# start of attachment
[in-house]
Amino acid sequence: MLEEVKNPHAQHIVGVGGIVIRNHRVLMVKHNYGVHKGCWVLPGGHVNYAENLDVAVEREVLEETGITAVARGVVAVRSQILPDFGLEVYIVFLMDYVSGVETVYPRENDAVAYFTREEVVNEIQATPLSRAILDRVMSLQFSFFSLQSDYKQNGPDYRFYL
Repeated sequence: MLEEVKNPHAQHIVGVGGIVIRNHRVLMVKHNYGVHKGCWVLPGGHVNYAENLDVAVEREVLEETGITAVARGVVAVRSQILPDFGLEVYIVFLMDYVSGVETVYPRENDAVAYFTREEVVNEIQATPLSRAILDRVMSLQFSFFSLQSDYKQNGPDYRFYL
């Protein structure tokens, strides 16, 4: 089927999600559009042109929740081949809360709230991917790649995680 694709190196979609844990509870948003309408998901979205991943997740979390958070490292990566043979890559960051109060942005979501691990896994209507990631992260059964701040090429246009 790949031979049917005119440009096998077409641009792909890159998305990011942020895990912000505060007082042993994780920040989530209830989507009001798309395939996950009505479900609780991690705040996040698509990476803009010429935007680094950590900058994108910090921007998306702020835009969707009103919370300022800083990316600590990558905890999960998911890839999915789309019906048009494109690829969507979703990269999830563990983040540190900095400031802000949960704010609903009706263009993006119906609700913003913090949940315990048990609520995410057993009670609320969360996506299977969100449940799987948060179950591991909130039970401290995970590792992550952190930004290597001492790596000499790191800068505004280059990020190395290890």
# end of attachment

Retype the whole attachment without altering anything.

[in-house]
Amino acid sequence: MLEEVKNPHAQHIVGVGGIVIRNHRVLMVKHNYGVHKGCWVLPGGHVNYAENLDVAVEREVLEETGITAVARGVVAVRSQILPDFGLEVYIVFLMDYVSGVETVYPRENDAVAYFTREEVVNEIQATPLSRAILDRVMSLQFSFFSLQSDYKQNGPDYRFYL
Repeated sequence: MLEEVKNPHAQHIVGVGGIVIRNHRVLMVKHNYGVHKGCWVLPGGHVNYAENLDVAVEREVLEETGITAVARGVVAVRSQILPDFGLEVYIVFLMDYVSGVETVYPRENDAVAYFTREEVVNEIQATPLSRAILDRVMSLQFSFFSLQSDYKQNGPDYRFYL
């Protein structure tokens, strides 16, 4: 089927999600559009042109929740081949809360709230991917790649995680 694709190196979609844990509870948003309408998901979205991943997740979390958070490292990566043979890559960051109060942005979501691990896994209507990631992260059964701040090429246009 790949031979049917005119440009096998077409641009792909890159998305990011942020895990912000505060007082042993994780920040989530209830989507009001798309395939996950009505479900609780991690705040996040698509990476803009010429935007680094950590900058994108910090921007998306702020835009969707009103919370300022800083990316600590990558905890999960998911890839999915789309019906048009494109690829969507979703990269999830563990983040540190900095400031802000949960704010609903009706263009993006119906609700913003913090949940315990048990609520995410057993009670609320969360996506299977969100449940799987948060179950591991909130039970401290995970590792992550952190930004290597001492790596000499790191800068505004280059990020190395290890």